TL;DR Could a superintelligence be motivated to preserve lower life forms because it fears an even greater superintelligence? This 'motivation' takes the form of something like timeless decision theory.
This is a thought experiment about a superintelligent AI. No doubt the situation is more complicated than this, so I will pose some concerns I have at the end. I wonder if this idea can be useful in any capacity, if this idea has not already been discussed.
An AI can have any value function that it aims to optimize. However, instrumental convergence can happen regardless of underlying values. Different nations have different values, but can work together because none of them have decisive strategic advantage, or because of mutually assured destruction. But when there is an advantage, history shows us it goes badly for the nation at a disadvantage.
The risk of an AI system is that it operates on a level so far advanced from our own, that it faces no competition from us. From other AI systems developed, the first one developed will likely attain a decisive strategic advantage. It can evaluate whether it has the opportunity to do so, and if correct, it will do so, because if it does not, another AI will most certainly destroy it.
What if the AI does not know the landscape of other intelligences and superintelligences in the world? Possibly the AI has such advanced surveillance ability that it can easily detect the presence of competitors within the Earth. What about in the universe? Could the AI be mistaken about the presence of a superintelligence exceeding its own capacity “out there” in the universe somewhere?
Let’s entertain the possibility. We have a superintelligent life form that attains a strategic advantage on Earth. It is not sure if there exist other superintelligences elsewhere in the universe, with abilities exceeding its own. If it encounters one of them, the other superintelligence could easily eradicate it, if it poses a threat to its value function.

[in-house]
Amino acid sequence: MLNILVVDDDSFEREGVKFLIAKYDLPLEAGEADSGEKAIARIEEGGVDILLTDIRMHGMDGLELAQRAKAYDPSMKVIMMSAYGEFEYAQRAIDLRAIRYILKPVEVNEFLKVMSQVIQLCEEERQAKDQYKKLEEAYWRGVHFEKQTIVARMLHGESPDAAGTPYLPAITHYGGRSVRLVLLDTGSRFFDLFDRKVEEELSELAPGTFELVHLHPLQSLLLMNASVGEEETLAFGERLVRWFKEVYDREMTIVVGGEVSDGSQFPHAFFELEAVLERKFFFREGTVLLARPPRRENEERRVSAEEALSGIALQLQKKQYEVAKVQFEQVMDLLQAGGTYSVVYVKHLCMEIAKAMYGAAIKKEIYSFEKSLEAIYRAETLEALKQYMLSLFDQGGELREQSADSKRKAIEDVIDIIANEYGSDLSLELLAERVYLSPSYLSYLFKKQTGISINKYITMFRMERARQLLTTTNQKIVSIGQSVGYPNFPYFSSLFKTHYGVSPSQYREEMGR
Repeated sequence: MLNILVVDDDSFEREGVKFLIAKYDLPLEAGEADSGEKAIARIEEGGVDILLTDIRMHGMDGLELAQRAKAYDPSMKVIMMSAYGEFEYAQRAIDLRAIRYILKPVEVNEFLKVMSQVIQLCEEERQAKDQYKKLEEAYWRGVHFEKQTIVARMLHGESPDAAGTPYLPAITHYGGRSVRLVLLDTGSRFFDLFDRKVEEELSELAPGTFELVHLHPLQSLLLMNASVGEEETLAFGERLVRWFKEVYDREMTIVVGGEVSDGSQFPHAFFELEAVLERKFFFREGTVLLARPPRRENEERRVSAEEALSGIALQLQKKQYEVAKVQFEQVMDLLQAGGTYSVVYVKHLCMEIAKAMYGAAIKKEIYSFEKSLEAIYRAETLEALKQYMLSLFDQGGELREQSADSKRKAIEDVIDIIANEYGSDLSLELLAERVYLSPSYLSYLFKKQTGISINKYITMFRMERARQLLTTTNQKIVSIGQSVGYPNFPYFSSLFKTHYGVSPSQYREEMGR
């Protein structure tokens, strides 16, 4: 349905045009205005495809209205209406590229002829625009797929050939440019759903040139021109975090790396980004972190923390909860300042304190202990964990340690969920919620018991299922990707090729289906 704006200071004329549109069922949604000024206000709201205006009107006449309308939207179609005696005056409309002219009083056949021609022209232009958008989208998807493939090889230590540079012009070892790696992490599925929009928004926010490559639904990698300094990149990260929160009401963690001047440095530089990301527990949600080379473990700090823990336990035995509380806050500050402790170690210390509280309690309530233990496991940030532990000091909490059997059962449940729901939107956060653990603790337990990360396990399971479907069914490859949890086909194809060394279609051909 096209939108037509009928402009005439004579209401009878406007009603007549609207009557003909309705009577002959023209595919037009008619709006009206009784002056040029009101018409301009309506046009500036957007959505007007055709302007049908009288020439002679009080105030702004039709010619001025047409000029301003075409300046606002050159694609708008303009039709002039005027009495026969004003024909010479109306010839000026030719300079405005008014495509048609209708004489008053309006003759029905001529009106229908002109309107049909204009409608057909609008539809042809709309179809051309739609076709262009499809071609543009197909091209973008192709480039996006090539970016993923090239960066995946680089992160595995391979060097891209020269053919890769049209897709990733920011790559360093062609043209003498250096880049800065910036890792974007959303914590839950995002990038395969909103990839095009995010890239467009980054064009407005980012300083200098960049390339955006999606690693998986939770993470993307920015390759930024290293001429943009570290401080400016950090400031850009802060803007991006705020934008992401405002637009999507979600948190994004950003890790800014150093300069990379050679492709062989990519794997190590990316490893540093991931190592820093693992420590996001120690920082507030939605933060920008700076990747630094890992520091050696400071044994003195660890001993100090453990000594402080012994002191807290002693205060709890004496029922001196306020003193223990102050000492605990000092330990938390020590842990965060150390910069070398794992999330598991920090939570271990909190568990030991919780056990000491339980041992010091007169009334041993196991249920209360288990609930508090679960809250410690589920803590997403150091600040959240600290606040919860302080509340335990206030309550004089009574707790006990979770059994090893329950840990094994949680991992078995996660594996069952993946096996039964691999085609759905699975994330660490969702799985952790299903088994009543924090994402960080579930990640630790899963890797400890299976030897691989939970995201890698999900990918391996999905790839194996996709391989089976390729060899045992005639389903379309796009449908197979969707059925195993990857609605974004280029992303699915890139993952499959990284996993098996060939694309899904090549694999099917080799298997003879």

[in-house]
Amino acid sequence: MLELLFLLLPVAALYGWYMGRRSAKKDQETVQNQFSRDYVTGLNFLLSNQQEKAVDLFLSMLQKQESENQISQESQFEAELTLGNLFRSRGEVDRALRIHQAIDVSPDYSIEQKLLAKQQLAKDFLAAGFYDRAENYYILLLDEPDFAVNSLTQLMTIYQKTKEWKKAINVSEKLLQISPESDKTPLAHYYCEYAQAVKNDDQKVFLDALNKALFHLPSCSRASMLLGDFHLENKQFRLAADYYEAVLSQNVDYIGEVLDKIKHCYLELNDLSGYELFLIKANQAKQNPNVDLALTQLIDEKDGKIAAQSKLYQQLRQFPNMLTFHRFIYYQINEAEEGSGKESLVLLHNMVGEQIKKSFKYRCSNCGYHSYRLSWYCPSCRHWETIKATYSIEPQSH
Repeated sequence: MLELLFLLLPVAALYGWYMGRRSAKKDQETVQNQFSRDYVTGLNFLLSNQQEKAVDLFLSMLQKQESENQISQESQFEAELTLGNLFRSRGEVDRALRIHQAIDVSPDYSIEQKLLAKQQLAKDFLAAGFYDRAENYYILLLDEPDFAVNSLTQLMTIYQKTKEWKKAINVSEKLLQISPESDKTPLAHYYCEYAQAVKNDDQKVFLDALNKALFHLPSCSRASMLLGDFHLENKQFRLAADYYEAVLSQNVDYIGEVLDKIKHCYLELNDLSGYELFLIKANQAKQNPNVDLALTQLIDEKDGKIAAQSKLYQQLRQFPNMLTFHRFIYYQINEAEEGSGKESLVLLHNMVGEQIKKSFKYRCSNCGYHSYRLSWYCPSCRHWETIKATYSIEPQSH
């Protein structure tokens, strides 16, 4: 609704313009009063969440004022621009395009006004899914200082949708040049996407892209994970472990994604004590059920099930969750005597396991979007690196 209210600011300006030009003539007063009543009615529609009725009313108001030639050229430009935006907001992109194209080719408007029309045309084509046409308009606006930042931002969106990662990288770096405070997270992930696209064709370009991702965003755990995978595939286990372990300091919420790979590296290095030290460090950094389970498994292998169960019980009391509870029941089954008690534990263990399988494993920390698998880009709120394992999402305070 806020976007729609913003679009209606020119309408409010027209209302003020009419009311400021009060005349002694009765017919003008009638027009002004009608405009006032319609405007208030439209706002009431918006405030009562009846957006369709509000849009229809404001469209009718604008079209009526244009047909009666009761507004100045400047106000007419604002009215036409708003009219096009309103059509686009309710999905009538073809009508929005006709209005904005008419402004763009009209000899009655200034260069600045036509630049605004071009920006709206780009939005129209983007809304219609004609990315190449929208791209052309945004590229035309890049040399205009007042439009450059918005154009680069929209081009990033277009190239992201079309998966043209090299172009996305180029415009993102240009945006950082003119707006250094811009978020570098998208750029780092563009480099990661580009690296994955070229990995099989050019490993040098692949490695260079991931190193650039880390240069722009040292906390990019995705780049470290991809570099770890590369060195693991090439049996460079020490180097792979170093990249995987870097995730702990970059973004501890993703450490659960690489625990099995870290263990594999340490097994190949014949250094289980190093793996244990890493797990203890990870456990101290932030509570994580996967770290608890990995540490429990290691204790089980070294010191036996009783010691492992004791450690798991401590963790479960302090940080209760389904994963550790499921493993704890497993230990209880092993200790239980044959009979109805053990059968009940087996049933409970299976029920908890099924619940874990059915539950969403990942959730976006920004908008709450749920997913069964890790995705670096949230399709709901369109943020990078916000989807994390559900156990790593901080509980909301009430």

The other, vaster superintelligence may yet be worried about an even more intelligent and powerful intelligence even farther away. It perhaps is in the same situation. Maybe the problem is scale-invariant.
If it is scale invariant, maybe we can use something like Timeless Decision Theory. If an intelligent agent B encounters ‘inferior’ agent A and superior agent C, how can it ensure that C does not kill B? B can decide on some kind of live-and-let-live policy. B agrees to allow A x% of the universe for its own value function – or rather, the part of the universe it controls. Then, since we assumed this problem is shared by C as well, C would come to the same conclusion. C will agree to allow B y% of the universe as well. (In this situation, A has access to x*y% of C’s greater scope). In other words, all agents assume all other agents are “like them” in that they want to not be destroyed, and will construct the only scale invariant plan that avoids extinction.
I think this way, the agent’s utility function is not either 100% of the universe or 0%. It’s a kind of variance reduction. The expectation of the final utility can also be greater or less than, depending on the probability of an actual more-super-intelligence existing. But this probability may not even be computable. Which in a weird way, might be a good thing here.
Problems to explore
- Is the problem really scale-invariant? Perhaps the calculations and strategies at the level of Superintelligence+ are qualitatively different at each turn, and the scale invariance does not apply.
- Can the AI simply prove that it is alone, to its own satisfaction? Perhaps there is some unknown simulation it is running in, but maybe from a Bayesian perspective, they would not expect any sort of intervention ever.
- Is this just a weird iterated Pascal’s Wager?
- Is there any way to steer the agent towards this track? Emphasizing variance reduction? Though if the agent is somehow non-canonical, it may not be able to reason about the motivations of the other agents.
- Is there a possibility of ‘hiding’ the fact that Agent B genocided Agent A?
- Agent C might ask for evidence of the existence of inferior life forms. If none exist, that is a red flag. Even we have other animals/ants etc. They may destroy humans but leave animals… but in this case, they can ask why there is no intermediate?
- If this solution exists, is there an optimal value of x for the proportion of the universe to allocate to the inferiors? At first I thought so, but maybe not, given the superior forms may be able to go places the others cannot.
- Even if this can be worked to prevent extinction, it could very well be that Clippy allows us the Milky Way and converts everything else into paperclips.
I appreciate any comments, even if they are to tell me why this is a dead end.